These are the first images of a multi-million pound development in the heart of Colwyn Bay - aimed at regenerating the seaside town.
The project to provide new office accommodation in the centre of Colwyn Bay and to redevelop the Civic Centre building to the east of the town is to get underway in 2016.
Conwy County Borough Council announced in September that Muse Developments Ltd had been chosen as the development partner for the project.
Now Muse has released these images of the plans for the tax office site on Coed Pella Road.
Wes Erlam, development director at Muse Developments, said: “We’re delighted to be chosen for this exciting project which will help the Council to operate more efficiently, reduce its carbon footprint and act as a catalyst for the wider regeneration of Colwyn Bay town centre.
Conwy council planned offices by Muse Developments in Colwyn Bay
Conwy council planned offices by Muse Developments in Colwyn Bay
“We have an extensive track record of delivering similar successful schemes, and we’re looking forward to working closely with the Council to deliver an exceptional development for the benefit of the town and its residents.”
The new office accommodation in the centre of Colwyn Bay could potentially replace up to thirteen existing offices and reduce the Council’s accommodation and carbon footprint.
With a Gross Development Value of approximately £36m for Phase 1, this new development is a key part of the Council’s commitment to regenerate Colwyn Bay town centre.
The development also promises some direct benefits for the area’s businesses and trades, starting with a Meet the Buyer event early in the New Year, so that local sub-contractors and suppliers can learn more about opportunities as part of the construction.
Conwy council planned offices by Muse Developments in Colwyn Bay
Conwy council planned offices by Muse Developments in Colwyn Bay
Council leader Cllr Dilwyn Roberts said: “Bringing people into the heart of a town, brings vitality, footfall and spend. We feel passionately this development is right for Colwyn Bay and Conwy County Borough.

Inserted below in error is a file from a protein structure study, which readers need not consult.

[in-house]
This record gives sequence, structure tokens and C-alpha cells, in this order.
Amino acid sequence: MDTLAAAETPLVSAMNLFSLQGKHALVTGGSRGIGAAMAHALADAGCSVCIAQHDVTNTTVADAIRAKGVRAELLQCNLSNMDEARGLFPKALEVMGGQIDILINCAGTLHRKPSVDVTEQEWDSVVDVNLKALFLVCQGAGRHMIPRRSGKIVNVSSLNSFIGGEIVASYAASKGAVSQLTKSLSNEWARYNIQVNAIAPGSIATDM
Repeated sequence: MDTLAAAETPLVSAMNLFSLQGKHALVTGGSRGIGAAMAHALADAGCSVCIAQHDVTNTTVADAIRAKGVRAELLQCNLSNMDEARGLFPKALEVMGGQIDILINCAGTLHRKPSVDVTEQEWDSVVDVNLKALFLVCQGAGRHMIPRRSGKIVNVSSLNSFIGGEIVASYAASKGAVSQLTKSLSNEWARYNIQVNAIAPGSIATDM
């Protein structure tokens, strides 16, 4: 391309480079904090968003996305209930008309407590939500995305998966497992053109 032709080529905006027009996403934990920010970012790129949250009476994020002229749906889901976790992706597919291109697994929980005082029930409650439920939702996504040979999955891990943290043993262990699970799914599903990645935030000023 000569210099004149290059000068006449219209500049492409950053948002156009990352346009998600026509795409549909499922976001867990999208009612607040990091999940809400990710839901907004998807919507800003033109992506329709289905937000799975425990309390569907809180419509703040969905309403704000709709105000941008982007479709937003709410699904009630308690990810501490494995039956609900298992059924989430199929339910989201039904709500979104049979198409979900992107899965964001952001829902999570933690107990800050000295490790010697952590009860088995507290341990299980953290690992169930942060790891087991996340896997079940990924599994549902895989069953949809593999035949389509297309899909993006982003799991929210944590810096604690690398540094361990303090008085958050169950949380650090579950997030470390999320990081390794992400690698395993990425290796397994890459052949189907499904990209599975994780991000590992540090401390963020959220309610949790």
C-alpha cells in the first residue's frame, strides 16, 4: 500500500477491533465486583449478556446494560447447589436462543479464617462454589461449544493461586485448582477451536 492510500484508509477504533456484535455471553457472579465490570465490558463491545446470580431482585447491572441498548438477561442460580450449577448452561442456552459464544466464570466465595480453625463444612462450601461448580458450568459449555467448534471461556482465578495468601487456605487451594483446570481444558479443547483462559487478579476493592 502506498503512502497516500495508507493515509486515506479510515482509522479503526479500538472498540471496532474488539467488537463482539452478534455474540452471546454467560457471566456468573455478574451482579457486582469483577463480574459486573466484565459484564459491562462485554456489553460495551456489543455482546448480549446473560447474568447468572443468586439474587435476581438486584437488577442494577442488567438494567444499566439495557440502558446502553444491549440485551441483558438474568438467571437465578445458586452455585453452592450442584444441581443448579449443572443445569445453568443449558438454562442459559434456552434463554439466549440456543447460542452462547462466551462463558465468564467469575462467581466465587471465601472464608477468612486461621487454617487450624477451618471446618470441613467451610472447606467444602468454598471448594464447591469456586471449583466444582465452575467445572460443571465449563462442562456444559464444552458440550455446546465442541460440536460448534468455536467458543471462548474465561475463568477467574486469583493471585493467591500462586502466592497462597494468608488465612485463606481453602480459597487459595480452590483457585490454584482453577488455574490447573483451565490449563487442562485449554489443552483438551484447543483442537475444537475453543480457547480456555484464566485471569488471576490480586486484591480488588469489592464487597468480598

"We’re looking forward to the challenges and opportunities of the coming months.”
A public information event will be organised in January to give everyone an opportunity to look at the proposals, before the detailed planning application is submitted for the new offices.
Tax office in Colwyn Bay
Tax office in Colwyn Bay
If all goes to plan work is expected to start at the town centre site in summer 2016 and to be completed in 2018.
Muse will then progress to the Civic Centre redevelopment, with an anticipated completion date in 2019. They have not yet confirmed what the plans are for that site, with a hotel and housing among the proposals.

Just some Gossip about the Skip, Colwyn Bay .....

A contact of mine works for the Local authority, where It would seem that they are less than pleased with the poor to mixed views from Bryn Williams Skip Bistro, I have been informed that staff have been asked to leave outstanding reviews for the Skip Bistro, and many are doing so! However it of course just gossip, but those in the Know will be able to spot the council staffs reviews, from other members of the public, and some staff reviews clearly stand out, and are always excellent, "strange " also staff have discounts at the venue, Apparently!

Such different reviews,

5 of 5 starsReviewed 2 weeks ago

I must admit i have been here many times each time gets better and better.... Its our new favourite place for sure... Granted had teething problems to start but looks like a well oiled machine at present with exceptional food... And a great new managment team front of house... Dioch yn fawr am noson pleserus
3 of 5 starsReviewed 2 weeks ago

Dramatic site on the prom at Colwyn Bay in the new build. Friendly staff but very average food as judged by the fish pie, served as a big pie between two, (significantly missing the fish and also, for the first time in eons, getting me to ask for some salt). Served with more peas - a significant component of the...
5 of 5 starsReviewed 2 weeks ago

Visited on Saturday night having booked online; a nice table for two by the window as requested. Very attentive and polite service, lovely meal; although very busy, the staff were all efficient and courteous. Also, very reasonably priced; would recommend and we will return soon.
1 of 5 starsReviewed 9 September 2015
Was looking forward to trying this out, but we turned up for breakfast and were told it was finished, despite saying on the menu it was half an hour off.
We stayed and had an expensive coffee and bought in cake. One of the things that really was unpleasant about the place is the shared toilet with the beach, so everyone from outside just stomps in to use the toilets,noisy and the toilets were not too clean either.
We came back a week later and had an evening meal, but to be honest the lobster we both had was small and tasted off, and yes people come in from outside to use the toilet in the evening too, not a pleasant relaxing experience, cost wise,menu wise, and tranquility wise.

All very interesting!